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Wisdom from the East — and from South Florida.
Two South Florida writers share their ideas on gaining a competitive edge and finding a personal business niche.


Originally published on Monday, April 19, 2004 in The Miami Herald.

Here are two recent books by South Florida-based authors seeking to derive wisdom from the experience of others.

The Art of the Advantage: 36 Strategies to Seize the Competitive Edge. Kaihan Krippendorff. Texere. 288 pages

Buy it now!!

Kaihan Krippendorff is a Miami-based executive and consultant. Despite a title that might suggest a memoir by Donald Trump, his new book is an interesting and well-constructed effort to make an aspect of traditional Asian philosophical thinking comprehensible and actionable to Western business minds.

As a student at Columbia Business School, Krippendorff was encouraged by a
professor to consider turning his hobby of compiling business cases into a book. The 36 Stratagems, a 2,500-year-old text of similar pedigree as Sun Tzu's celebrated Art of War, provided the perfect context. Each stratagem is used to portray at least one legendary story, as well as a contemporary business tale involving companies like Sony, Microsoft, IBM, Intel, Coca Cola and others.

Here are some of the stratagems (and chapter titles): To catch something, first let it go; Exchange a brick for a jade; Invite your enemy onto the roof, then remove the ladder; Lure the tiger down from the mountain; Befriend the distant enemy to attack one nearby; Kill with a borrowed knife; Besiege Wei to rescue Zhao; The stratagem of sowing discord; Beat the grass to startle the snake; Loot a burning house; Feign madness but keep your balance; Clamor in the east: attack to the west; Fool the emperor and cross in sea; Create something out of nothing; Hide a dagger behind a smile; and so forth.

Krippendorff's book is an interesting one. Whether readers will be adept enough to figure out which stratagem would best be employed in any given situation is an open question. To that end, the author includes a useful appendix that suggests ways to employ the stratagems as brainstorming tools.

Regardless, thinking about business challenges and situations in new ways can't hurt and might actually help a great deal.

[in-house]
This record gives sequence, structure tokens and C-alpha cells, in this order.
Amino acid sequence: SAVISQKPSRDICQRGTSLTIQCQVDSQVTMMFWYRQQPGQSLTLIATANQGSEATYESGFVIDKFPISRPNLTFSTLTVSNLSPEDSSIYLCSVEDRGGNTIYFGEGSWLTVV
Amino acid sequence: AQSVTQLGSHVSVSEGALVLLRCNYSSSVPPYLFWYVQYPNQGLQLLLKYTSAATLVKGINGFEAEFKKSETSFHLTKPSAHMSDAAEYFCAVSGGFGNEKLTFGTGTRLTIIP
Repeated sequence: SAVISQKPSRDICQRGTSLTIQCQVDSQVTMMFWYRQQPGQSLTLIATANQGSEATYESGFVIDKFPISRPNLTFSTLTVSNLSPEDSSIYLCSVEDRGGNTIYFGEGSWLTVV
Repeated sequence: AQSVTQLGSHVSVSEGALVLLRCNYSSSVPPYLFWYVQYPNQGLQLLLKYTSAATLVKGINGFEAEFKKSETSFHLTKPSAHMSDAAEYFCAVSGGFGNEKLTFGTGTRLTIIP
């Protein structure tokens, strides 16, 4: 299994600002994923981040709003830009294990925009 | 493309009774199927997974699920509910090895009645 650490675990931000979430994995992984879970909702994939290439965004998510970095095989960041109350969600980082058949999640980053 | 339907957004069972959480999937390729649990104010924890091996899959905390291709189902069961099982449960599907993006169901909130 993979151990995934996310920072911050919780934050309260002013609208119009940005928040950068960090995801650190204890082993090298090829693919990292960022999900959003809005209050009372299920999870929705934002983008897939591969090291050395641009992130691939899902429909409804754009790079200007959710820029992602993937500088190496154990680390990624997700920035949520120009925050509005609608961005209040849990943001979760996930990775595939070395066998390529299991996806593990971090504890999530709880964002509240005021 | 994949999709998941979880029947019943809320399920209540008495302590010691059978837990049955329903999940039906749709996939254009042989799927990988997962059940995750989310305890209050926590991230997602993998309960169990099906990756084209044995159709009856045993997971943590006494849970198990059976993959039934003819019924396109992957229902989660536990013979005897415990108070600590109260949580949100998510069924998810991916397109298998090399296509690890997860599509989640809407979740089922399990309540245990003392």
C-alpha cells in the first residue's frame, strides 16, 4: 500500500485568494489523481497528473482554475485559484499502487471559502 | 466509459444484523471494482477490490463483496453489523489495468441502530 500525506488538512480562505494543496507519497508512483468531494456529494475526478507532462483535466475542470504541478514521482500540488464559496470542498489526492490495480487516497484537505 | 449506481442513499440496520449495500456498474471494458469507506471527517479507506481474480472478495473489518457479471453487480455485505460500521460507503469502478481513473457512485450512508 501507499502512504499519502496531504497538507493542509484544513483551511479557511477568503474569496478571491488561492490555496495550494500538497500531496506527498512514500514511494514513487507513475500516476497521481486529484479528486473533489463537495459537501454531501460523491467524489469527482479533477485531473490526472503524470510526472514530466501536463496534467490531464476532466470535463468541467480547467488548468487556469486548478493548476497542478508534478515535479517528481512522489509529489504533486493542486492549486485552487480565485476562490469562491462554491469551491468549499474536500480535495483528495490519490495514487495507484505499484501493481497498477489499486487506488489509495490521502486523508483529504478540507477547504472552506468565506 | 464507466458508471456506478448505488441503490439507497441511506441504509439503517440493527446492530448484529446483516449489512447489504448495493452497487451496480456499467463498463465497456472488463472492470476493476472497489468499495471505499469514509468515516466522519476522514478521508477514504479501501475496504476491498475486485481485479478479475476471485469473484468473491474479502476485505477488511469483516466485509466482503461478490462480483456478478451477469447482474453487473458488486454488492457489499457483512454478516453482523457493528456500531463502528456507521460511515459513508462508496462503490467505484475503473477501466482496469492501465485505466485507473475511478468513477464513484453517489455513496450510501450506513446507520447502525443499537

Finding Your Niche Can Be a Real Bitch But It Doesn't Have to Be. Kathy Dolbow Doran. WORDrunner, Inc. 71 pages.


Kathy Doran is an active participant of the Business Monday Book Club and often poses questions that challenge assertions by authors (and a reviewer) and demonstrate her insatiable and relentless curiosity. This acquisitiveness for information propelled her through the twists and turns of her professional life.

Now she's directed this energy and interest toward learning how others discovered their own path or ''niche'' in life. For some, self-recognition came after much trial and error; others seemed to lurch into a vocation or calling that magically matched their skills and interests. To find out more, Doran interviewed eleven people, among them several South Floridians, including physician, author, painter and broadcaster Dr. Ferdie Pacheco, and John Dufresne, a writer and teacher.

Author Doran quizzed each subject on how they found their niche. It's a potentially interesting procedure, but the brief interviews offer little depth and scarce analysis. There's also a self-help workbook section offering earnest exercises and recommended readings, supplanted by quotes and take-aways from the interviews, along with Doran's terse interpretations.

It's a noble effort but at 71 pages, a bit skimpy. Perhaps if this self-published project takes off, she will be sufficiently motivated to revisit it and add the necessary critical mass.

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